As California moves toward an earlier cutoff age for kindergarten, Gov. Jerry Brown has proposed axing funds for a transitional program aimed at children newly shut out of those classrooms.
In his latest budget, the Democratic governor proposed a permanent elimination of funds for transitional kindergarten, a new program designed to serve children not yet ready for regular kindergarten. It would save $223.7 million in 2012-13 and $672 million at full implementation in 2014-15.
In 2010, lawmakers passed a measure to phase in an earlier cutoff age for kindergarten over three years starting in the 2012-13 school year. Students previously could enter kindergarten if they were 5 years old by Dec. 2.
The new law requires them to be 5 by Nov. 2 in 2012-13, Oct. 2 in 2013-14 and Sept. 1 in 2014-15. The shift came after years of debate over whether California was starting some students in kindergarten earlier than was beneficial for their development.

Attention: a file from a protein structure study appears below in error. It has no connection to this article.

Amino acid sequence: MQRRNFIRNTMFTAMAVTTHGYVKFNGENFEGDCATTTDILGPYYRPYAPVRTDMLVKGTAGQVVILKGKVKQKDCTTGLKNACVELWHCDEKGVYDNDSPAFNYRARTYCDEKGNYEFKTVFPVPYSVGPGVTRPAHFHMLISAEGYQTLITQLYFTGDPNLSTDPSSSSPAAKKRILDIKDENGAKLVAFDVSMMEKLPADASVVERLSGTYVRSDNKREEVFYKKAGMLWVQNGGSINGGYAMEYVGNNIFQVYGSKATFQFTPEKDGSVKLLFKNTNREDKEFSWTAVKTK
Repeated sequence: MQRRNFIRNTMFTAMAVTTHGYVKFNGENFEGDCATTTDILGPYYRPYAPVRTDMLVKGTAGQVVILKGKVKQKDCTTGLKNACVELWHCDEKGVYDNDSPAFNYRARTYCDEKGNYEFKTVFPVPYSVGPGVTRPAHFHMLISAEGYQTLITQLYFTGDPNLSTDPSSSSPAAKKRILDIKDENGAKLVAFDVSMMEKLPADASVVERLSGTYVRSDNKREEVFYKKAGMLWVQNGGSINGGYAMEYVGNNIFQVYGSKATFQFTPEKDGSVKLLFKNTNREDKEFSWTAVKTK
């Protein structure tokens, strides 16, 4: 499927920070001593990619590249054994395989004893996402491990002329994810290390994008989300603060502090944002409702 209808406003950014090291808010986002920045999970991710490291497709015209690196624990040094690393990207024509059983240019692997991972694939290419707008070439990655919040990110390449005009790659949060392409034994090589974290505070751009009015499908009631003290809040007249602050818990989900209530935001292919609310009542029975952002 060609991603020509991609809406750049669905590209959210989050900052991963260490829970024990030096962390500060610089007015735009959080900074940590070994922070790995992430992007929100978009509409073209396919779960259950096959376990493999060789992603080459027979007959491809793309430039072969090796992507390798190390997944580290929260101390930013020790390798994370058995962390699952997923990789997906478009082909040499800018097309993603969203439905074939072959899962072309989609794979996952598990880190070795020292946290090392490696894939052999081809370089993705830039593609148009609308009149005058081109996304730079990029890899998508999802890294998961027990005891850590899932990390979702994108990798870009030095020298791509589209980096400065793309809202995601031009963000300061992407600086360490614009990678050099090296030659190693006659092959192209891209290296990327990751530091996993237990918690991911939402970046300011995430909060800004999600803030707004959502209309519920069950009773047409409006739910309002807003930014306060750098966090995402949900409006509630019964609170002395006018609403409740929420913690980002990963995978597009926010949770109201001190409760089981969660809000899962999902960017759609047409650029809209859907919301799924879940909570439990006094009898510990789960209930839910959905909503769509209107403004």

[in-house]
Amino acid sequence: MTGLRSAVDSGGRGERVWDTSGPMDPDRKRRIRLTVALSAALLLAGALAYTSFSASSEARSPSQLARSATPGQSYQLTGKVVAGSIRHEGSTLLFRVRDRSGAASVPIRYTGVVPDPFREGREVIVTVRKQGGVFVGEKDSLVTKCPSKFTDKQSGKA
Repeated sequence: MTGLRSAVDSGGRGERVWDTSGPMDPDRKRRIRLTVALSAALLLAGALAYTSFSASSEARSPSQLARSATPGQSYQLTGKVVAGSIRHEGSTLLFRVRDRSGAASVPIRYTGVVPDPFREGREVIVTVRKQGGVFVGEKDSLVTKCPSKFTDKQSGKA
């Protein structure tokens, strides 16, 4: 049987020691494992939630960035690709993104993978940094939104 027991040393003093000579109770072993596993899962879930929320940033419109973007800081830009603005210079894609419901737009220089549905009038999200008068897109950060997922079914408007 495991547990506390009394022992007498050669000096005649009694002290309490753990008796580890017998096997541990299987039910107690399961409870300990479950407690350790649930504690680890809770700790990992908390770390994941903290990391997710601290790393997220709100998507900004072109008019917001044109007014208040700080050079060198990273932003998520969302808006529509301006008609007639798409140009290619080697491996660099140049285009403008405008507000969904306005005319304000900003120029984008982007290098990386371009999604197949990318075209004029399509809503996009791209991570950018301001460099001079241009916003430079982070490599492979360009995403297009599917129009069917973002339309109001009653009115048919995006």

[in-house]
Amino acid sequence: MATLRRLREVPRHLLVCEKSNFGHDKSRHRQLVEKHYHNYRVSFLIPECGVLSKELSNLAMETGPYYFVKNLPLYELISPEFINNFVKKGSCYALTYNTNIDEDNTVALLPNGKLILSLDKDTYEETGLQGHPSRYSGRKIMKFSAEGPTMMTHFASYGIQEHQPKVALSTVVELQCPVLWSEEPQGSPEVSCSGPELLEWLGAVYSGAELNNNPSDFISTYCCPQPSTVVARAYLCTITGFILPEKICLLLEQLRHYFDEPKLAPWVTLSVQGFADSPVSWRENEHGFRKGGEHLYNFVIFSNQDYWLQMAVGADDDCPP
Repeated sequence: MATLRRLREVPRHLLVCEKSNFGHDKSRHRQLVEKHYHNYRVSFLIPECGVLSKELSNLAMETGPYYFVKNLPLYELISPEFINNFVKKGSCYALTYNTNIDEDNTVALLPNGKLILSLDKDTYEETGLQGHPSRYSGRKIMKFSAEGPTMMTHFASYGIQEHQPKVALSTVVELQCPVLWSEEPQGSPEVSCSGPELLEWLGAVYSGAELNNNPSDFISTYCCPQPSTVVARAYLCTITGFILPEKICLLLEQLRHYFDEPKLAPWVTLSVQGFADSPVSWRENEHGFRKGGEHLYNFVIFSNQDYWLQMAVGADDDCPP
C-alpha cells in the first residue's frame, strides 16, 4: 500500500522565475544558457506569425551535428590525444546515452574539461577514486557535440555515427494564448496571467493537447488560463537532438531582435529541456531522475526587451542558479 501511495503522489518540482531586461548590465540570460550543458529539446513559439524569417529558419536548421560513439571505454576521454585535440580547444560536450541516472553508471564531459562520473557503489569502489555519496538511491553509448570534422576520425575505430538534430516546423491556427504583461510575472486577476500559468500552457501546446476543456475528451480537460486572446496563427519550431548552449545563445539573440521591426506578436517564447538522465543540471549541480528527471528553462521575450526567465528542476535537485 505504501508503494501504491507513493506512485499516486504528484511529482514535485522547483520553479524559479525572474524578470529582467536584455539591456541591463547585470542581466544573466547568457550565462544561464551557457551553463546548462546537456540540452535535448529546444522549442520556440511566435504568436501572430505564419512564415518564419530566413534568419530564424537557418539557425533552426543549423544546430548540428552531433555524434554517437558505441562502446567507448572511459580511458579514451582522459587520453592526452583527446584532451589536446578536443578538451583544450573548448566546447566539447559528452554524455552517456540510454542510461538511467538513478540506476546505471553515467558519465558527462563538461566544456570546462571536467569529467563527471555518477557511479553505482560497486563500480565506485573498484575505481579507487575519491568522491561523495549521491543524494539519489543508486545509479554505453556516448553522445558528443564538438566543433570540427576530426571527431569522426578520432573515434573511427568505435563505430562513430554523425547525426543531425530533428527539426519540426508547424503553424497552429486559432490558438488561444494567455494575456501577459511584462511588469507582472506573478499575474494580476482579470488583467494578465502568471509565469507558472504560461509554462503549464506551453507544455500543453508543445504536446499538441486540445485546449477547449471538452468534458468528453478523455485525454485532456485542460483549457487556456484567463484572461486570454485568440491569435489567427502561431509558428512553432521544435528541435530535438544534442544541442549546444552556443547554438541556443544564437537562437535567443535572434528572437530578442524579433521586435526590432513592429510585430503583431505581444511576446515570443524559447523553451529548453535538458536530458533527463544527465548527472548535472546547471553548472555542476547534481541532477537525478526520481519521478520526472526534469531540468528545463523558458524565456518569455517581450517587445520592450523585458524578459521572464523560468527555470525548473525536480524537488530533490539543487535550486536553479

Under Brown's plan, the state would save money by having fewer children in the school system as the cutoff age phases in.
Before lawmakers approved the 2010 bill, a major concern was what would happen to children who no longer qualify for kindergarten, particularly those from low-income families that could not easily afford private pre-kindergarten programs. State leaders compromised by providing money for school districts to run the transitional program for those students, said Sen. Joe Simitian, D-Palo Alto.
"The governor is talking about depriving 125,000 kids a year an opportunity to go to school," Simitian said. "I think it's a non-starter."
Catherine Atkin, president of Preschool California, a group that advocates for early childhood programs, said low-income families would be at significant risk, especially as the state eliminates child care slots. Brown's budget would eliminate 71,000 child care positions, for which there are already long wait lists for those who qualify.
"I think a lot of these kids are going to end up being at home in care that doesn't necessarily meet their needs or provide the kind of experience they need to be prepared for kindergarten," Atkin said. "I think a lot of parents, frankly, I don't know what they're going to do."